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An analytical model for evaluating database update schemes

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Date Issued:
1983
Abstract/Description:
University of Central Florida College of Arts and Sciences Thesis; A methodology is presented for evaluating the performance of database update schemes. The methodology uses the M/Hr/1 queueing model as a basis for this analysis and makes use of the history of how data is used in the database. Parameters have been introduced which can be set based on the characteristics of a specific system. These include update to retrieval ratio, average file size, overhead, block size and the expected number of items in the database. The analysis is specifically directed toward the support of derived data within the relational model. Three support methods are analyzed. These are first examined in a central database system. The analysis is then extended in order to measure performance in a distributed system. Because concurrency is a major problem in a distributive system, the support of derived data is analyzed with respect to three distributive concurrency control techniques -- master/slave, distributed and synchronized. In addition to its use as a performance predictor, the development of the methodology serves to demonstrate how queueing theory may be used to investigate other related database problems. This is an important benefit due to this lack of fundamental results in the area of using queueing theory to analyze database performance.
Title: An analytical model for evaluating database update schemes.
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Name(s): Kinsley, Kathryn C., Author
Hughes, Charles E., Committee Chair
Arts and Sciences, Degree Grantor
Type of Resource: text
Date Issued: 1983
Publisher: University of Central Florida
Language(s): English
Abstract/Description: University of Central Florida College of Arts and Sciences Thesis; A methodology is presented for evaluating the performance of database update schemes. The methodology uses the M/Hr/1 queueing model as a basis for this analysis and makes use of the history of how data is used in the database. Parameters have been introduced which can be set based on the characteristics of a specific system. These include update to retrieval ratio, average file size, overhead, block size and the expected number of items in the database. The analysis is specifically directed toward the support of derived data within the relational model. Three support methods are analyzed. These are first examined in a central database system. The analysis is then extended in order to measure performance in a distributed system. Because concurrency is a major problem in a distributive system, the support of derived data is analyzed with respect to three distributive concurrency control techniques -- master/slave, distributed and synchronized. In addition to its use as a performance predictor, the development of the methodology serves to demonstrate how queueing theory may be used to investigate other related database problems. This is an important benefit due to this lack of fundamental results in the area of using queueing theory to analyze database performance.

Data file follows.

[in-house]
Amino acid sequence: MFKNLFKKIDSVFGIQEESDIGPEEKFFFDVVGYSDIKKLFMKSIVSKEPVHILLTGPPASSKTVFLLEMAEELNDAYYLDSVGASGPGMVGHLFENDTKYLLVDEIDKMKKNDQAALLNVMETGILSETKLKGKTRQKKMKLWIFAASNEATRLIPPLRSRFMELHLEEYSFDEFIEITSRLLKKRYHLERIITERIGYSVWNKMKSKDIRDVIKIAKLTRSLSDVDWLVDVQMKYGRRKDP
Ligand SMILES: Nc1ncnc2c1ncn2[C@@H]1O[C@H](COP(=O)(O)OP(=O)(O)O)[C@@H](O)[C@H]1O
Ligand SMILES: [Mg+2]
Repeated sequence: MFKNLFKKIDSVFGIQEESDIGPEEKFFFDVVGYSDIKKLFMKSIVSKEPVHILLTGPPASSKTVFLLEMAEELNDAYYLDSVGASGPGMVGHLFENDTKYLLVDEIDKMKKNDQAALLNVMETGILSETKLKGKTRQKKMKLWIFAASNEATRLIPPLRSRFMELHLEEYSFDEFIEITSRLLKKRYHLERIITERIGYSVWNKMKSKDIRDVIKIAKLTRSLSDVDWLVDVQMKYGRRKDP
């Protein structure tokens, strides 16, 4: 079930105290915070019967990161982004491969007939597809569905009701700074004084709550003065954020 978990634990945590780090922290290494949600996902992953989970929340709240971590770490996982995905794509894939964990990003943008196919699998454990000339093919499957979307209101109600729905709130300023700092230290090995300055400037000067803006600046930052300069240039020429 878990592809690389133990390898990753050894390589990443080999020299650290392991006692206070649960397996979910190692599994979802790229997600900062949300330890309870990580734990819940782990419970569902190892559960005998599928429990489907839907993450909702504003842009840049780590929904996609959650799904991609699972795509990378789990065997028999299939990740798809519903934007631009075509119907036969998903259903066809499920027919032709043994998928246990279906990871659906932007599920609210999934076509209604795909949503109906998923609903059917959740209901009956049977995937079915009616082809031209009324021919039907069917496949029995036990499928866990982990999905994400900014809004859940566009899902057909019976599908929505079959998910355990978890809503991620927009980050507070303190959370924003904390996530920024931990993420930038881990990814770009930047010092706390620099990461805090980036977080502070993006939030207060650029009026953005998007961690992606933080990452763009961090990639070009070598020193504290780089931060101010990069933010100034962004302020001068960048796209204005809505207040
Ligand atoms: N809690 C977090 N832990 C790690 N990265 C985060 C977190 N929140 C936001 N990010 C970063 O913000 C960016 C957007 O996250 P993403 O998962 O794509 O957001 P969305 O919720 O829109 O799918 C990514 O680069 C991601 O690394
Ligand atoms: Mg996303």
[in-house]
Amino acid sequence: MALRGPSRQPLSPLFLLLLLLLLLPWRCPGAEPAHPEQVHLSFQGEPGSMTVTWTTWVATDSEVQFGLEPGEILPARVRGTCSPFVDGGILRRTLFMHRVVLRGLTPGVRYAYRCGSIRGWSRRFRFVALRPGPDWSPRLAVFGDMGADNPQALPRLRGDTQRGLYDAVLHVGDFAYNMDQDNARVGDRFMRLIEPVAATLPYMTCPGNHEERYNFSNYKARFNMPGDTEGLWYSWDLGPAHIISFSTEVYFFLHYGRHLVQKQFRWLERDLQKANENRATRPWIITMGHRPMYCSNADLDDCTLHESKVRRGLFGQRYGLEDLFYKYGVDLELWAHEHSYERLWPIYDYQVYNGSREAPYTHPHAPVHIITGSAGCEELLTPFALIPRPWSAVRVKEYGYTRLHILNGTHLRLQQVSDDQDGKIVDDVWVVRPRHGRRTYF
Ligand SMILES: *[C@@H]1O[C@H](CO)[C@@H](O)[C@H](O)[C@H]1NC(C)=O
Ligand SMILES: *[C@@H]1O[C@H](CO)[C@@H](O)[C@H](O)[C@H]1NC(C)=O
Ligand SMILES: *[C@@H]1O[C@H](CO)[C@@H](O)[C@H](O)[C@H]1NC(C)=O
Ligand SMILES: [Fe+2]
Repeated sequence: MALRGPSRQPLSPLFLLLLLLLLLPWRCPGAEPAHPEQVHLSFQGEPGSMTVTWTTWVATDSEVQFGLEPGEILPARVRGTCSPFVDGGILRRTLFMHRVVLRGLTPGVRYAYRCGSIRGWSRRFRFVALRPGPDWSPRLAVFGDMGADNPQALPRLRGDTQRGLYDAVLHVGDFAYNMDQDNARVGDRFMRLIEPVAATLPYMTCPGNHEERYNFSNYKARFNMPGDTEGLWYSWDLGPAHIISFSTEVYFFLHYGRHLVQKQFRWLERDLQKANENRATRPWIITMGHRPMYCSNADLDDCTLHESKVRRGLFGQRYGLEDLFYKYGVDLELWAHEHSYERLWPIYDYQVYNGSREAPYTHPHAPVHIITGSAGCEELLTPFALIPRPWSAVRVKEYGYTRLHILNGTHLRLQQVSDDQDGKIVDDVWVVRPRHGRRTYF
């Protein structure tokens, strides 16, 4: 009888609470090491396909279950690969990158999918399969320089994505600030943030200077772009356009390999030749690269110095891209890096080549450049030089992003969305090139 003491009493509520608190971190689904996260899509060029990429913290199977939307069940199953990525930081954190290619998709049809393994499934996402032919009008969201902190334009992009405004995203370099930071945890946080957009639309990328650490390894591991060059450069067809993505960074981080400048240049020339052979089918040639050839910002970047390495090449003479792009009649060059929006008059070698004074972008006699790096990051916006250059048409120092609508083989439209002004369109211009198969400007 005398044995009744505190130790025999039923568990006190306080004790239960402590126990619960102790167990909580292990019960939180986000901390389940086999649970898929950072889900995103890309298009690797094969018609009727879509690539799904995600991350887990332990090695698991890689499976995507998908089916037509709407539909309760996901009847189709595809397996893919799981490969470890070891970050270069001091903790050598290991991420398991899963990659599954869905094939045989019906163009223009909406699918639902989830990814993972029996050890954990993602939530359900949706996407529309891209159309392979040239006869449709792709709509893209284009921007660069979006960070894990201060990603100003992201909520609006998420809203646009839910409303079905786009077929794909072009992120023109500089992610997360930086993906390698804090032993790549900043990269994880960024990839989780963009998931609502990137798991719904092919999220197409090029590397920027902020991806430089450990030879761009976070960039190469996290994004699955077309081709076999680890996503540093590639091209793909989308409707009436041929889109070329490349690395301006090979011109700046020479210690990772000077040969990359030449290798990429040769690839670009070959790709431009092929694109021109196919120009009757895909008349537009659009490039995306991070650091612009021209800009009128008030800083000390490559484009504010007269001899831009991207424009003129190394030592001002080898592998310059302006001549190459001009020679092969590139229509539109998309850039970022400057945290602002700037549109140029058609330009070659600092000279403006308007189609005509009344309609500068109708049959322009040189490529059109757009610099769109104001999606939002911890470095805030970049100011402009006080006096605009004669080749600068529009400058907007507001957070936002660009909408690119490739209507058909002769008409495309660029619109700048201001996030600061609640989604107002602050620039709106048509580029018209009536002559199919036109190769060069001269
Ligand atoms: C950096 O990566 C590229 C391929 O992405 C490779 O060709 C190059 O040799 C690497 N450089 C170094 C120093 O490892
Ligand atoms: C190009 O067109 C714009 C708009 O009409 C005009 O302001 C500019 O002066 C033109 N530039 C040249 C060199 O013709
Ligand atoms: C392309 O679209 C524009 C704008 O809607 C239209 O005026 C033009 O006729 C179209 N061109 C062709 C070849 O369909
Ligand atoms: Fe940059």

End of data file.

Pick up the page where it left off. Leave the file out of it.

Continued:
Identifier: CFR0011600 (IID), ucf:53041 (fedora)
Note(s): 1983-05-01
Ph.D.
Computer Science
Doctorate
This record was generated from author submitted information.
Electronically reproduced by the University of Central Florida from a book held in the John C. Hitt Library at the University of Central Florida, Orlando.
Subject(s): Database management
Electronic data processing -- Mathematical models
Persistent Link to This Record: http://purl.flvc.org/ucf/fd/CFR0011600
Restrictions on Access: public
Host Institution: UCF

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